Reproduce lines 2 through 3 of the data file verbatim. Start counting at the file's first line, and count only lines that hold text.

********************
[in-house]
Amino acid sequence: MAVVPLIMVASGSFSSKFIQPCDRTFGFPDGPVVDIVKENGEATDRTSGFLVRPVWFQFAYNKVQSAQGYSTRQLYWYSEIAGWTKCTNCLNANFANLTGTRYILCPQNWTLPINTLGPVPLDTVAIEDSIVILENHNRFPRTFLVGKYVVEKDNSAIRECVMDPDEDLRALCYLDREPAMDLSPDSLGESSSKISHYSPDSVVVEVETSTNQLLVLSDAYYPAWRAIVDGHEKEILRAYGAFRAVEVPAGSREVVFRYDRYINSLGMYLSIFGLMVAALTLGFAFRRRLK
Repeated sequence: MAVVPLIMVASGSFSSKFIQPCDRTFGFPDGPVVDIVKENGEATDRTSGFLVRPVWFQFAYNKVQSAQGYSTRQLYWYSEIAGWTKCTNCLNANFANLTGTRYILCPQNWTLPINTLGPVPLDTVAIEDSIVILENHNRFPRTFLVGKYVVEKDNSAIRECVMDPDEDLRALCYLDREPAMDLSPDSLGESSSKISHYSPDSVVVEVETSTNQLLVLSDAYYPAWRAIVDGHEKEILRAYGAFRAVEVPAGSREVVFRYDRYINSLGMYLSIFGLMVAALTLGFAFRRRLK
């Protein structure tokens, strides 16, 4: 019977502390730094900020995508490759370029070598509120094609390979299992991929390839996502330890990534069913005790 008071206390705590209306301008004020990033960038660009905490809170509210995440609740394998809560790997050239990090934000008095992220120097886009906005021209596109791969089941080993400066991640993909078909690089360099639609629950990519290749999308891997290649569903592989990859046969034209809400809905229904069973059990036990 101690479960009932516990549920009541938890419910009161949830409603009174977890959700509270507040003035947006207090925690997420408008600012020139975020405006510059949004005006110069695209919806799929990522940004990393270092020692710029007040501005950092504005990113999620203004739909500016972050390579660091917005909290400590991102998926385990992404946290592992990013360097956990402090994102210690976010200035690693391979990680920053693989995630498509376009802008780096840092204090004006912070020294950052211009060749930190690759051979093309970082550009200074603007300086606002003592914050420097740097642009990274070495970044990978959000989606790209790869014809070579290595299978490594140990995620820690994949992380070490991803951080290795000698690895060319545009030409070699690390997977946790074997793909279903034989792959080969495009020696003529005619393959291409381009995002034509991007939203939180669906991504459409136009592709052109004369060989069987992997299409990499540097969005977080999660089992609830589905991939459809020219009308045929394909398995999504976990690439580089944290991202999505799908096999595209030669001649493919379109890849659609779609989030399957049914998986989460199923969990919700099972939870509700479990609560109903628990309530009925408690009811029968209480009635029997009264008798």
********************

Amino acid sequence: MAVVPLIMVASGSFSSKFIQPCDRTFGFPDGPVVDIVKENGEATDRTSGFLVRPVWFQFAYNKVQSAQGYSTRQLYWYSEIAGWTKCTNCLNANFANLTGTRYILCPQNWTLPINTLGPVPLDTVAIEDSIVILENHNRFPRTFLVGKYVVEKDNSAIRECVMDPDEDLRALCYLDREPAMDLSPDSLGESSSKISHYSPDSVVVEVETSTNQLLVLSDAYYPAWRAIVDGHEKEILRAYGAFRAVEVPAGSREVVFRYDRYINSLGMYLSIFGLMVAALTLGFAFRRRLK
Repeated sequence: MAVVPLIMVASGSFSSKFIQPCDRTFGFPDGPVVDIVKENGEATDRTSGFLVRPVWFQFAYNKVQSAQGYSTRQLYWYSEIAGWTKCTNCLNANFANLTGTRYILCPQNWTLPINTLGPVPLDTVAIEDSIVILENHNRFPRTFLVGKYVVEKDNSAIRECVMDPDEDLRALCYLDREPAMDLSPDSLGESSSKISHYSPDSVVVEVETSTNQLLVLSDAYYPAWRAIVDGHEKEILRAYGAFRAVEVPAGSREVVFRYDRYINSLGMYLSIFGLMVAALTLGFAFRRRLK